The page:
1. Amazon Web Services Global Infrastructure Graph by @AIDANJCASEY represents all regions, zone, services and instance types as a graph awesome for just browsing or finding the best or cheapest offering.
  2. Geoptima Event Log Collection Data Management by @craigtaverner is a really involved but real world model of mobile network event and device data tracking.
  3. Mobile Operators in India by @rushugroup is a basic graph gist exploring the Indian phone network by device technology and operators.

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Transport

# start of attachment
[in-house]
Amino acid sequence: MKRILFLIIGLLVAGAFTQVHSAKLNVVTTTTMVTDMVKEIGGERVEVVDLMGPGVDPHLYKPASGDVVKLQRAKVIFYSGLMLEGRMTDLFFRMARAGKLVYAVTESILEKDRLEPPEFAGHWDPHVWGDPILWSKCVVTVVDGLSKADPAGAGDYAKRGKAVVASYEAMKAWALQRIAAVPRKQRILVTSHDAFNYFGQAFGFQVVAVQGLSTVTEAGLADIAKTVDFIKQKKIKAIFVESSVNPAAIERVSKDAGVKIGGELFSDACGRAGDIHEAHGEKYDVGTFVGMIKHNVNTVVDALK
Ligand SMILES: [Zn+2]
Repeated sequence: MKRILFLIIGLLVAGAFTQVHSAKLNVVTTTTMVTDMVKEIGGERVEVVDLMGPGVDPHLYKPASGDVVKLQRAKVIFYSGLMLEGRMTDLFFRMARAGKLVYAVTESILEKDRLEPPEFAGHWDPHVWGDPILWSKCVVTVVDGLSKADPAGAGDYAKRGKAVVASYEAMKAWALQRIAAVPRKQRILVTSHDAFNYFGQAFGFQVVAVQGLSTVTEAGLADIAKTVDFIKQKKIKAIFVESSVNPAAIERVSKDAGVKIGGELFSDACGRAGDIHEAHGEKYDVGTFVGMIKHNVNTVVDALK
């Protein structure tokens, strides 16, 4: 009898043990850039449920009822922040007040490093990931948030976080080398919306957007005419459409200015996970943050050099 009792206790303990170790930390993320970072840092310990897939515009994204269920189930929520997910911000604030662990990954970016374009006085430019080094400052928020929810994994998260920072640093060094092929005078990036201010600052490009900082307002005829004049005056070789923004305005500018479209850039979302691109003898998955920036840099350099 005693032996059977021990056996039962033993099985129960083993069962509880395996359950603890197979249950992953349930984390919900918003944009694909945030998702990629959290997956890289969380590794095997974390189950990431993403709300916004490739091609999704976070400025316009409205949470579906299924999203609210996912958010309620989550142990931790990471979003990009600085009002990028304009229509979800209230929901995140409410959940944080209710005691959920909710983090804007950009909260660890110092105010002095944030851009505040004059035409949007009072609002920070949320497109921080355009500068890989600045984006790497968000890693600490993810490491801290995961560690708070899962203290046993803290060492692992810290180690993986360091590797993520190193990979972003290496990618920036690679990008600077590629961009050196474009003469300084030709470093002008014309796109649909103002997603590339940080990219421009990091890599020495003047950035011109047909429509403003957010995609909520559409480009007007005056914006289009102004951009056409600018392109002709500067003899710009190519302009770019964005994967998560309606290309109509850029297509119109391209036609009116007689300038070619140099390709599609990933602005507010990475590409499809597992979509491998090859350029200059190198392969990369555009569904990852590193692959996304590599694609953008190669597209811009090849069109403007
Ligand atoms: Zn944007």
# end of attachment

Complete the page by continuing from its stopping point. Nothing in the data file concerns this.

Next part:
Transport and routing is a great domain for graphs and we see a lot of potential here, unfortunately the sandbox is not well suited for the some of the large demo datasets, so some of the entries did not qualify.


  1. Roads, Nodes and Automobiles by @tekiegirl shows how user provided road maps could be represented in a graph and what can you do with it. There are great example queries for the M3 and M25 motorways in the UK.
  2. Bombay Railway Routes by @luannem shows advanced routing queries for the infamous railway network.
  3. Trekking and Mountaineering routing by @shantaramw Himalayan routes in a graph are not just for hard-core trekkers and bikers, with useful answers.


Advanced Graph Gists

As expected this has been most impressive, people really went far and wide to show what’s possible with graphs and graph-gists. Really hard to choose in this category.